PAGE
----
This year’s Newport Beach Film Festival (NBFF) might have been postponed indefinitely due to the COVID-19 pandemic, but that didn’t stop organizers from holding a sold-out, drive-in world premiere screening of its opening night film on the rooftop of a local shopping mall.
The surfing documentary “A Life of Endless Summers: The Bruce Brown Story” was originally set to open this year’s 21st annual festival in April. The festival was first pushed to August, then delayed indefinitely during the first week of the month due to the CCP (Chinese Communist Party) virus, commonly known as the novel coronavirus.
The Aug. 13 screening was held at dusk on the rooftop of the Fashion Island shopping complex in Newport Beach, California. A procession of around 200 vehicles, which each paid a $75 entry fee, delayed the start of the movie while the guests settled in.
Andres Anhalt, chief operating officer for The Lot movie theater which co-hosted the evening, called the premiere event “something different than staying at home.”
“We’re thinking outside the box, and we want people to break the routine in a family-oriented way,” Anhalt told The Epoch Times.
Local resident Dan Hoffman brought his daughter Melody to the screening. He told The Epoch Times he heard about the event from friends.
“I saw the original ‘Endless Summer’ years back and this seems like it will be a fun night,” Hoffman said.
“The Endless Summer,” directed by Bruce Brown and originally released in 1964, followed two surfers as they traveled around the world in search of the perfect wave. The movie has since become considered a classic of extreme sports cinema.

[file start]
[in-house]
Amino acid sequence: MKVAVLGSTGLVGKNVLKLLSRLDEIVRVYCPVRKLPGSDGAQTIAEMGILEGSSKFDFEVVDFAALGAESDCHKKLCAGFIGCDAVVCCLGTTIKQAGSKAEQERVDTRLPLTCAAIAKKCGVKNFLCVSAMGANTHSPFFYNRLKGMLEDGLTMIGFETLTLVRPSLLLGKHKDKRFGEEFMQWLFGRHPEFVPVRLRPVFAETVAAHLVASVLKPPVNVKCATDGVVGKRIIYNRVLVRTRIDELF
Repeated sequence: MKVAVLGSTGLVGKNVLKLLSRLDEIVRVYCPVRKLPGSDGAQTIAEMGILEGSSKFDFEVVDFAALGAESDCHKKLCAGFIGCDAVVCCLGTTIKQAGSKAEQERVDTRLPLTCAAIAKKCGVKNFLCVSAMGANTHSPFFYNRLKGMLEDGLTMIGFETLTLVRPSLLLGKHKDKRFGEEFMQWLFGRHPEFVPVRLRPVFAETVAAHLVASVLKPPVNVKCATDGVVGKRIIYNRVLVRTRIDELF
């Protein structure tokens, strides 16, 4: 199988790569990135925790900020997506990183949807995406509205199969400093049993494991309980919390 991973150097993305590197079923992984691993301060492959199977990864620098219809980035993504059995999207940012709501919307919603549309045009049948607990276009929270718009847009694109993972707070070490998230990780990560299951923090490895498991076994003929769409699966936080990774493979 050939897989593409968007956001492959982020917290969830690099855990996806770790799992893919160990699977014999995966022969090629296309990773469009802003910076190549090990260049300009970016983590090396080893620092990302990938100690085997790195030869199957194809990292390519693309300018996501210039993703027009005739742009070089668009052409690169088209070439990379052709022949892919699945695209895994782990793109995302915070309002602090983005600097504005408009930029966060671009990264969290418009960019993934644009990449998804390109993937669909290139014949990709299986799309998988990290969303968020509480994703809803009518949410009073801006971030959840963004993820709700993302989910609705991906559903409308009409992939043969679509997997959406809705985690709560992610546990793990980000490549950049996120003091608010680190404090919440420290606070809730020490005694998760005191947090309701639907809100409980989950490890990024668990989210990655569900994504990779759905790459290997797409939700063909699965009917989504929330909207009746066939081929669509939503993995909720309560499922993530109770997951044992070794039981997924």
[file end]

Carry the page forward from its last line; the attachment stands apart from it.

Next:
Slater Thompson told The Epoch Times, “I grew up watching ‘The Endless Summer.’ My dad was the one who got me into the film. As a surfer and bodyboarder, I am excited for this film.”
“A Life of Endless Summers: The Bruce Brown Story” takes a look back at the surfing legend’s legacy, offering a peek into his life as a director, friend, father, and husband. Brown passed away in 2017 at the age of 80.
The documentary is directed by Dana Brown, Bruce’s eldest son, who followed in his father’s footsteps and is a well-known filmmaker in his own right. Dana’s films include another surf documentary, “Step Into Liquid,” and the racing chronicle “Dust to Glory.”
This year’s NBFF was also slated to honor actor Eugene Levy with its first-ever Lifetime Achievement Award. Instead of an in-person ceremony as originally planned, the actor received the honor virtually on Aug. 11 from fellow performers including Steve Martin, Martin Short, and the cast of Levy’s hit TV show “Schitt’s Creek.”
The NBFF began in 1999 and showcases hundreds of films from around the world. It is the fastest-growing film festival on the West Coast and attracts over 50,000 fans each year.
An updated schedule for the nearly 300 feature and short films planned to air during this year’s festival has not been decided. The NBFF’s website notes that new festival dates will be announced “once it is safe to do so.”
The Lot will continue to screen drive-in movies weekly throughout August as part of its summer series.
With reporting by John Fredricks